The next recession in the U.S. "is years away," the chief U.S. economist of the financial giant Goldman Sachs said Tuesday.
"There's still a long way to go. The unemployment rate is still 9 percent, we're nowhere close to a really tight labor market that usually predicates a recession, so I think we're still be in a recovery for a few years," Jan Hatzius told CNBC Tuesday,
"The underlying trend is still above-trend growth. That's not going to be true in every indicator, but the best evidence for that is probably the fact that the unemployment been trending down, Hatzius said.
"That's what ties into the monetary policy outlook also, and that's one of the key reasons we think the [Federal Reserve is] going to stay pretty even" on interest rates, he added.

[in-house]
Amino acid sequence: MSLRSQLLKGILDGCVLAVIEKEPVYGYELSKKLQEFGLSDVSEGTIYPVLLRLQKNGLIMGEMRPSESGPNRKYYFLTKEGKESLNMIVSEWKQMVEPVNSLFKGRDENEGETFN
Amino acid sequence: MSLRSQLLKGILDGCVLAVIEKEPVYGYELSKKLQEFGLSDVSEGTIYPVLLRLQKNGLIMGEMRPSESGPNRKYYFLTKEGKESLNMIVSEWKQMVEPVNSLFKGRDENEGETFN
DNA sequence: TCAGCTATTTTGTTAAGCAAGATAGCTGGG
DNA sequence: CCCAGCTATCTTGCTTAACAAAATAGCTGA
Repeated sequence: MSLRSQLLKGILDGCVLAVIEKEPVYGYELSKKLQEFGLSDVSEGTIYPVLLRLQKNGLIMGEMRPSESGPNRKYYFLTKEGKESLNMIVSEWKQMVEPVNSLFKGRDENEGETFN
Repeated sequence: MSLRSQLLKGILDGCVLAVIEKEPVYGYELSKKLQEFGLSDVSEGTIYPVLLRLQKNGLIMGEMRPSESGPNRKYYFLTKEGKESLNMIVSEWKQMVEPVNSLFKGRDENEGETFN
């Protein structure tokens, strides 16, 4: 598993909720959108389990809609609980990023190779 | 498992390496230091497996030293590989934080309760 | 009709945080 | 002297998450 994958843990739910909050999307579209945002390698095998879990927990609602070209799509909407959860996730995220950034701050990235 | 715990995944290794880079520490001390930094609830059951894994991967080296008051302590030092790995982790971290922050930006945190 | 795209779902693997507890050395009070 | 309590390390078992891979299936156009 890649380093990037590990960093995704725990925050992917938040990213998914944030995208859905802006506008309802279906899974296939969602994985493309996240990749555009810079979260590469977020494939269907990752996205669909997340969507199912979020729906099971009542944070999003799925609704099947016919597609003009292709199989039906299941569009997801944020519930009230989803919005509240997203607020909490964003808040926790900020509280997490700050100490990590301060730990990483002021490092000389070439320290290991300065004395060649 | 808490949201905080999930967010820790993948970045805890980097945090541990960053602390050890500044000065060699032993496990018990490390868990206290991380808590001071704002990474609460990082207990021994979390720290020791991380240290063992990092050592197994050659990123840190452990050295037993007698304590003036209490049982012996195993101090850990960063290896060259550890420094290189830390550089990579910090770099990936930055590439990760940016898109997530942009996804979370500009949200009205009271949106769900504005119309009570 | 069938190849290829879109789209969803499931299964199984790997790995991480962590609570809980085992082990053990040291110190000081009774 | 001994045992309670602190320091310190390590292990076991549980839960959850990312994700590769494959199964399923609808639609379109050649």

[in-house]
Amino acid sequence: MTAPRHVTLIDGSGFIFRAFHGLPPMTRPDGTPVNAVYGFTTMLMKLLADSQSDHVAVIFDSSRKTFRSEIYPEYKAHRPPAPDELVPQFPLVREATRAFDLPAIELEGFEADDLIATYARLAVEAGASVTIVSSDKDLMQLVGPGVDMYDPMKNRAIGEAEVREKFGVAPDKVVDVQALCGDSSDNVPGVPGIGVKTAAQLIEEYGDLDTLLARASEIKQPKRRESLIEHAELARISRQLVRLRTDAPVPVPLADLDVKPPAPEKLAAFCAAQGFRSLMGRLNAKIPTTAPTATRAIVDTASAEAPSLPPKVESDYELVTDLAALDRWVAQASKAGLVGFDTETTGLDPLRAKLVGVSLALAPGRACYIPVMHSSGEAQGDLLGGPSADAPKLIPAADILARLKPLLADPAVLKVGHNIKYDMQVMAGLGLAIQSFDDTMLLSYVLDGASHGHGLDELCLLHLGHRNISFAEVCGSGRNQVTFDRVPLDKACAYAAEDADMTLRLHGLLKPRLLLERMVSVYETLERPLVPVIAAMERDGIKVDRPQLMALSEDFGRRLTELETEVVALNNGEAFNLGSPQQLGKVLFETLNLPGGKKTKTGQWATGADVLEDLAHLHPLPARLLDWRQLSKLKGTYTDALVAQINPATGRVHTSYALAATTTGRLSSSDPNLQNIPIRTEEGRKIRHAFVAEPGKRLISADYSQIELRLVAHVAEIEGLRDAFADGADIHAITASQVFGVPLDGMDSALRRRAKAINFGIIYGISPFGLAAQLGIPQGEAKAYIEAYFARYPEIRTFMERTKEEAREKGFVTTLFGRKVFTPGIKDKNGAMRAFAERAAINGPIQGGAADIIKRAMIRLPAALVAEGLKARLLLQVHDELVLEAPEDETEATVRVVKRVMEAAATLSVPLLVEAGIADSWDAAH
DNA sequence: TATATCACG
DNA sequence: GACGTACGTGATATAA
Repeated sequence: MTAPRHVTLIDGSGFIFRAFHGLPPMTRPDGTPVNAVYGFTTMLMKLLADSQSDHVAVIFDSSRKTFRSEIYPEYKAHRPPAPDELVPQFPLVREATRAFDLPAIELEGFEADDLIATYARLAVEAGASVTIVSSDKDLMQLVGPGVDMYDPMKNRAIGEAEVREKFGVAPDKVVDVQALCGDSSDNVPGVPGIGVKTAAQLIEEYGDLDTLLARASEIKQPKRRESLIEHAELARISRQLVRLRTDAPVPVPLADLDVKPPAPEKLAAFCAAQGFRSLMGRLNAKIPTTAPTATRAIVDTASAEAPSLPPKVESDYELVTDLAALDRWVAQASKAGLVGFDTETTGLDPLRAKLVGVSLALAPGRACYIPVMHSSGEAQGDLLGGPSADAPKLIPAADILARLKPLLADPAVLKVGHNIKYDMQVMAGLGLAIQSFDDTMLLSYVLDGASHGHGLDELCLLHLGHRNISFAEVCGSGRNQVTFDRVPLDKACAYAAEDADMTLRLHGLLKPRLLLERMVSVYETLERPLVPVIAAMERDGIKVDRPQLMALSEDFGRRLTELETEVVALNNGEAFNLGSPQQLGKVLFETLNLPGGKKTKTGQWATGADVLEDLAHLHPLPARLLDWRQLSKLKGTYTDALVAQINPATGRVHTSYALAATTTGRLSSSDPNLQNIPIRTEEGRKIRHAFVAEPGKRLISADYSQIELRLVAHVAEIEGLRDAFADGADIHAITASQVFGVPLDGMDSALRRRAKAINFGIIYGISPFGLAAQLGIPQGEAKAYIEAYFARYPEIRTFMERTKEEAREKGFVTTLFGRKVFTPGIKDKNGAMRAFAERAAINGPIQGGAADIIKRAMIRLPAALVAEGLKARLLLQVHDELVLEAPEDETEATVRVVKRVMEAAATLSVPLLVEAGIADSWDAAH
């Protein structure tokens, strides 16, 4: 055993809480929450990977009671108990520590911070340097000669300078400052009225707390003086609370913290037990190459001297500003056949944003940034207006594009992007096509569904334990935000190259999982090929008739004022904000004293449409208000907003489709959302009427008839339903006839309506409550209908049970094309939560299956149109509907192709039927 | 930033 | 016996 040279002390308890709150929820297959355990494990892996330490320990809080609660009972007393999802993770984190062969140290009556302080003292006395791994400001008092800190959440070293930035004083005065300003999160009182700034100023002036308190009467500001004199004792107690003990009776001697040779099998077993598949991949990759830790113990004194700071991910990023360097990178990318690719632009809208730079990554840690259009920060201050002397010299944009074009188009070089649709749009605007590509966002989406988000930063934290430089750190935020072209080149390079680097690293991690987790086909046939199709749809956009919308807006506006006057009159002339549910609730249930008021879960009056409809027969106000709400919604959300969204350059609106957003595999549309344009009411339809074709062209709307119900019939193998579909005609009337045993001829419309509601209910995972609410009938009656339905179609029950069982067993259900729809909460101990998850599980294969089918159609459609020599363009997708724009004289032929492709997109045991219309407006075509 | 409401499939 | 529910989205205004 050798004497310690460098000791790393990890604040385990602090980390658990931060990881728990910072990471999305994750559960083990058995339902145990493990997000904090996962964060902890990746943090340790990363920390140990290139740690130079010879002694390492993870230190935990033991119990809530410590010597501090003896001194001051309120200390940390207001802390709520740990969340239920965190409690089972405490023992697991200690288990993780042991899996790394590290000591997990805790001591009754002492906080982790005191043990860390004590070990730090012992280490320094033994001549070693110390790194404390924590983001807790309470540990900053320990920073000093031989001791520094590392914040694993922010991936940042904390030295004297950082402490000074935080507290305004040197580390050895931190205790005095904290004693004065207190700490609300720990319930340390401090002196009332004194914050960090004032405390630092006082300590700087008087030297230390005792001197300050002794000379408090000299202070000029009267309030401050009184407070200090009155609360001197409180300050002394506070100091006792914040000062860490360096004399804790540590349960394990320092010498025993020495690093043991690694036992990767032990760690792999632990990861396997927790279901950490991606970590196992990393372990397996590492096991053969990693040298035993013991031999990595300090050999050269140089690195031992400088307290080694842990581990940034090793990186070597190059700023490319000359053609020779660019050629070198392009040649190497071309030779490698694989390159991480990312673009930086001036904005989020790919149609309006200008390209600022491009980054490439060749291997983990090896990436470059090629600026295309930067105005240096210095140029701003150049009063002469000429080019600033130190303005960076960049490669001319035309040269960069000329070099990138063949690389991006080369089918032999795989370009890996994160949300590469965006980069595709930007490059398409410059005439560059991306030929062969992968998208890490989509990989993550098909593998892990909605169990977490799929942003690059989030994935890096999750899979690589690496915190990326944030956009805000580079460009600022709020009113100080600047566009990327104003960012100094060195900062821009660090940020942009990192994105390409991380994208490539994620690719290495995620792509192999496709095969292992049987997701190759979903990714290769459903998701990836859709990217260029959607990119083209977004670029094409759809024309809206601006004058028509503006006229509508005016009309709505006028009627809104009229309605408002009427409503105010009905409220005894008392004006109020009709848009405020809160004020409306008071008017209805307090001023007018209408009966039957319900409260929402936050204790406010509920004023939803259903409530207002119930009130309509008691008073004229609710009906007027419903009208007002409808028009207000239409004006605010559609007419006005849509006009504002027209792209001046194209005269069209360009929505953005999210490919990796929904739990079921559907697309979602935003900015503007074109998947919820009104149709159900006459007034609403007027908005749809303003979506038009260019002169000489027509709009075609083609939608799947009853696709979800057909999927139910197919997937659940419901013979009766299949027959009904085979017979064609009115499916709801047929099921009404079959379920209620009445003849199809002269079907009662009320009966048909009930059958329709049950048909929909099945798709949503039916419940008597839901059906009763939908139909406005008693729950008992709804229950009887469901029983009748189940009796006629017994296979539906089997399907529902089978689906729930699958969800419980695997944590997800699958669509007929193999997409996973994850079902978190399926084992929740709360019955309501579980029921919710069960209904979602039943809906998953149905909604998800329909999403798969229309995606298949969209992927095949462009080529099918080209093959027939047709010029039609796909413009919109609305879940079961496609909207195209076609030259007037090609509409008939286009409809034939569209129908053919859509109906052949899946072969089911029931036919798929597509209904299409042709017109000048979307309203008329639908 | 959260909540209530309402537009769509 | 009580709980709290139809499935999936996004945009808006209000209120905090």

Hatzius noted that because of a stronger economy, in the last six months commodity prices were driven up. "The recent decline [in commodities] has taken away some of the near-term downside risk. If you saw a big spike again, as we did earlier in the year, that certainly would be a concern."
Also, the housing report is a concern, the Goldman executive said. "Housing starts has reasonably been in a very low range. They really haven't done very much over the last couple of years. But house prices have shown some signs of weaknesses as well and we want to focus on that."
Follow Strategy Session on Twitter: @CNBCStrategy